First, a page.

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Looking back at Syracuse men’s basketball’s minutes played leaders over the last decade

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There’s a recent trend that is worth discussing

COLLEGE BASKETBALL: MAR 07 Syracuse at Miami Photo by Samuel Lewis/Icon Sportswire via Getty Images

The weekend transfer announcements from the Syracuse Orange men’s basketball team has brought back up a familiar topic regarding Jim Boeheim’s rotation. I went back through the data available on Sports-Reference.com to see how many players have averaged over 30 minutes per game since the 2009-10 season.

I also went back to show the minutes played by the best Orange players of the 21st century so you’ll see Carmelo Anthony, Hakim Warrick and Gerry McNamara included. It seemed important to add those players for context especially when you see how far down Melo sits on the list.

This list is sorted by minutes played but I’d encourage you to scroll through the seasons on the Sports-Reference link to see which seasons featured seven or eight players who averaged more than 15 minutes per game and which ones like this current year were really six-man rotations.

Syracuse MBB players with 30+mpg since 2010

Player Season Games Played Minutes per Game Conference Minutes per Game
Player Season Games Played Minutes per Game Conference Minutes per Game
Tyus Battle 2017-18 37 39 40.1
Frank Howard 2017-18 37 38.4 38.6
Oshae Brissett 2017-18 37 38.1 39.5
Michael Gbinije 2015-16 37 37.9 38.1
CJ Fair 2013-14 34 37.8 39.4
Hakim Warrick 2004-05 34 37.5 N/A
Trevor Cooney 2014-15 31 37.3 38.5
Hakim Warrick 2003-04 31 37.3 N/A
Andrew White 2016-17 34 37.2 39.9
Elijah Hughes 2019-20 32 36.7 36.3
Trevor Cooney 2015-16 37 36.4 36.8
Carmelo Anthony 2002-03 35 36.4 N/A
Tyus Battle 2018-19 32 36.3 36.9
Gerry McNamara 2003-04 31 36.2 N/A
Tyler Lydon 2016-17 34 36.1 38.9
Tyler Ennis 2013-14 34 35.7 38
Buddy Boeheim 2019-20 32 35.6 36.4
Rick Jackson 2010-11 35 35.6 36.6
Gerry McNamara 2004-05 34 35.6 N/A
Gerry McNamara 2002-03 35 35.3 N/A
Michael Carter-Williams 2012-13 40 35.2 36.8
Gerry McNamara 2005-06 35 35.2 N/A
Michael Gbinije 2014-15 30 35 39
Wes Johnson 2009-10 35 35 N/A
CJ Fair 2012-13 40 34.9 38.2
Malachi Richardson 2015-16 37 34.4 36.1
Rakeem Christmas 2014-15 31 34.3 37.1
Brandon Triche 2012-13 40 33.7 35.4
Marek Dolezaj 2019-20 32 33.3 34.4
Joseph Girard 2019-20 32 33 33.8
Oshae Brissett 2018-19 34 33 33.6
Andy Rautins 2009-10 35 32.9 N/A
Elijah Hughes 2018-19 34 32.7 31.8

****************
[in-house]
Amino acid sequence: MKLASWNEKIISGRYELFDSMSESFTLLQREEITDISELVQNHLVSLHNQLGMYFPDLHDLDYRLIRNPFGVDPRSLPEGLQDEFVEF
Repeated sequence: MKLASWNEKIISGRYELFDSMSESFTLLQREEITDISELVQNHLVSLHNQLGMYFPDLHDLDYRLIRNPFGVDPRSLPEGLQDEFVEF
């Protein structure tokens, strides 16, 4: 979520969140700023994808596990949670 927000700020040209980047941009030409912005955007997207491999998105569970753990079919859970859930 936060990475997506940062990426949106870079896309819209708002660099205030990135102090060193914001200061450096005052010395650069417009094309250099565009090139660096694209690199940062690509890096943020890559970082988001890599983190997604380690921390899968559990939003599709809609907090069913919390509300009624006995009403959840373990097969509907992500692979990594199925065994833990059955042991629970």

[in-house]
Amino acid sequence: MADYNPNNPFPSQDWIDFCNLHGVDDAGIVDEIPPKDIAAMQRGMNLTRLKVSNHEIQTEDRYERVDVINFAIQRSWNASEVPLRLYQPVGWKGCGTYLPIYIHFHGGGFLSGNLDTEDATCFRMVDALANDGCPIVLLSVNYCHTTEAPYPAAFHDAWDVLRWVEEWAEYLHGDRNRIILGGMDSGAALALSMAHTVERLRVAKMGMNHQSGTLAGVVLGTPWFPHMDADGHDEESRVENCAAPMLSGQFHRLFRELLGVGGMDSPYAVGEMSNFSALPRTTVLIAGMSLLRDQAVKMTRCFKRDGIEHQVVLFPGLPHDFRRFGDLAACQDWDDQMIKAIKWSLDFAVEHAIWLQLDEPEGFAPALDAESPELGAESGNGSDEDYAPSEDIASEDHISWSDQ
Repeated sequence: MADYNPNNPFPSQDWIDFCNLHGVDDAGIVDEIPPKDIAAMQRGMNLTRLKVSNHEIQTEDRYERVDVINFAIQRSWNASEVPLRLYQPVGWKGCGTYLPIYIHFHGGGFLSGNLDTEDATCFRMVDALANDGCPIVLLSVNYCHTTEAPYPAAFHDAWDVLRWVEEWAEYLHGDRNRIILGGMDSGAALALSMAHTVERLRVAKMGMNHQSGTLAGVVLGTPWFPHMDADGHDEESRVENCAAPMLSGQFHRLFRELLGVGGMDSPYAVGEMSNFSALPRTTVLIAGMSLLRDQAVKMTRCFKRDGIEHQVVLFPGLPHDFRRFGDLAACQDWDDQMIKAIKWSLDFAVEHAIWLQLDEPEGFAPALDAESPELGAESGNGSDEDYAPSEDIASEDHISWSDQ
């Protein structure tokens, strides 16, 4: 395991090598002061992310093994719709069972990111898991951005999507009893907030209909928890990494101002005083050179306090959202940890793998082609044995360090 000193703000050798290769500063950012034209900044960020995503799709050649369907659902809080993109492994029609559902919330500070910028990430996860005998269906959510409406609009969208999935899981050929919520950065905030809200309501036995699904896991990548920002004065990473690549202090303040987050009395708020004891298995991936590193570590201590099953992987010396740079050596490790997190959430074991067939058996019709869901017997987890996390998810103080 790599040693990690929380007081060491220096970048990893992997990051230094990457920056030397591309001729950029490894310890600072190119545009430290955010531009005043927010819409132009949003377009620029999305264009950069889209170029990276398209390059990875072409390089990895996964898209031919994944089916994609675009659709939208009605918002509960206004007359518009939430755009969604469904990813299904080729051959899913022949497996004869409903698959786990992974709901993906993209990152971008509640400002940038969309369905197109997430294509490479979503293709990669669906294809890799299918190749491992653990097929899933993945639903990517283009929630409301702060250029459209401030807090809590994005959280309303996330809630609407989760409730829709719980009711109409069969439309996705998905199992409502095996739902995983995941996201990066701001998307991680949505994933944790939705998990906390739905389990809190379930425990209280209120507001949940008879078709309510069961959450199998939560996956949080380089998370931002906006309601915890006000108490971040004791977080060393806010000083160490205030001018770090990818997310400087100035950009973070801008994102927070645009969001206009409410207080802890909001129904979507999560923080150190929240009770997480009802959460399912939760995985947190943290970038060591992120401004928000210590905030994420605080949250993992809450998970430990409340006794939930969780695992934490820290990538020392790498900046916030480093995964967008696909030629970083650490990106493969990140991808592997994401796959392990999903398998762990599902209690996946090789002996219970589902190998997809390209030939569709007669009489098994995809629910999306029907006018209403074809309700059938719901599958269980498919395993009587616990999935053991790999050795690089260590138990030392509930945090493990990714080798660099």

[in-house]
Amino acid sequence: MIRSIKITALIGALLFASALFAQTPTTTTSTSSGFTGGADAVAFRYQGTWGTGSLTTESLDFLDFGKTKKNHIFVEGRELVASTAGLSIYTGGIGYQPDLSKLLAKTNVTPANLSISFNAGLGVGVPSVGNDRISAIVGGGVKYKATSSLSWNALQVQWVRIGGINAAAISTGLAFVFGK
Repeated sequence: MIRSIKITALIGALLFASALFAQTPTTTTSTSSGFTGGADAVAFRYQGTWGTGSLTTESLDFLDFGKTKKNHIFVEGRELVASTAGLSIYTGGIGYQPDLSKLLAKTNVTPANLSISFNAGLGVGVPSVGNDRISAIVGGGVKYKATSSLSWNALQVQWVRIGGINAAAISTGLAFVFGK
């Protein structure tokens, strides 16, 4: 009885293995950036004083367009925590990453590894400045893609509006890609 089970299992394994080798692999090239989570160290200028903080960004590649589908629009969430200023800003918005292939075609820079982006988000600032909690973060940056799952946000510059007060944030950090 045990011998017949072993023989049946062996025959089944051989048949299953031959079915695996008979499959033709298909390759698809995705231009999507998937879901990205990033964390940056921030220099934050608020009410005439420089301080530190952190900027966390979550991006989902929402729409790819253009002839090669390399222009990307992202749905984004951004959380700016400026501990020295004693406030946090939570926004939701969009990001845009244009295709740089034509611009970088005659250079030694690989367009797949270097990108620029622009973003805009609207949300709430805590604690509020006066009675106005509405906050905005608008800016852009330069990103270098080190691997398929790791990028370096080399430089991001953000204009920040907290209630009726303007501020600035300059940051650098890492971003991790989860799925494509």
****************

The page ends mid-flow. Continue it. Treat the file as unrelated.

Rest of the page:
Hakim Warrick 2002-03 35 32.7 N/A
Kris Joseph 2010-11 34 32.4 33.6
Kris Joseph 2011-12 37 32.2 33.1
Trevor Cooney 2013-14 34 32.1 35.1
Scoop Jardine 2010-11 35 32.1 33.6
Jerami Grant 2013-14 32 31.4 34.1
Tyler Roberson 2015-16 37 30.8 31.4
Tyus Battle 2016-17 34 30.7 34.9
Tyler Lydon 2015-16 37 30.3 28.7
Data courtesy of Sports-Reference.com

Another theme I saw over the weekend revolved around the perceived “lack of patience” from Brycen Goodine and Jalen Carey. Fans offered up the examples of CJ Fair, Dion Waiters and Josh Pace, and so let’s take a closer look at those comparisons.

Freshman Minutes Comparison

Player Season Games Played Minutes per Game Conference Minutes per Game
Player Season Games Played Minutes per Game Conference Minutes per Game
Brycen Goodine 2019-20 23 8.7 6.8
Jalen Carey 2018-19 25 12.2 6.2
Michael Carter-Williams 2011-12 26 10.3 8
CJ Fair 2010-11 32 18.6 21.2
Dion Waiters 2010-11 34 16.3 16.1
Josh Pace 2002-03 32 14.7 N/A
Data courtesy of Sports-Reference.com

I’m not going to argue that Carey and Goodine were better as freshmen than this group. The data does show that even Waiters — who averaged 6.6 points per game his first year — was receiving double the minutes consistently in his campaign compared to what Carey/Goodine got in their first year in Orange. The best comparison is Michael Carter-Williams and he was on a team that won 34 games and had ten players average double-digit minutes for the season.

When we look at the trend, you can see that in recent years, Boeheim has become more reliant on his starters. There might be some correlation to this player usage and the consecutive double-digit loss seasons or maybe it’s just the result of the scholarship penalties, failed gambles like the Geno Thorpe experiment and the unexpected early departures of key players.

Whatever it is, the rotation has clearly become tighter, and as of this moment the anticipated depth of the 2020-21 Syracuse team has taken a big hit in terms of the backcourt. After a season where we saw the Orange struggle to close out halves this should be concerning to those inside the program as well as the fans.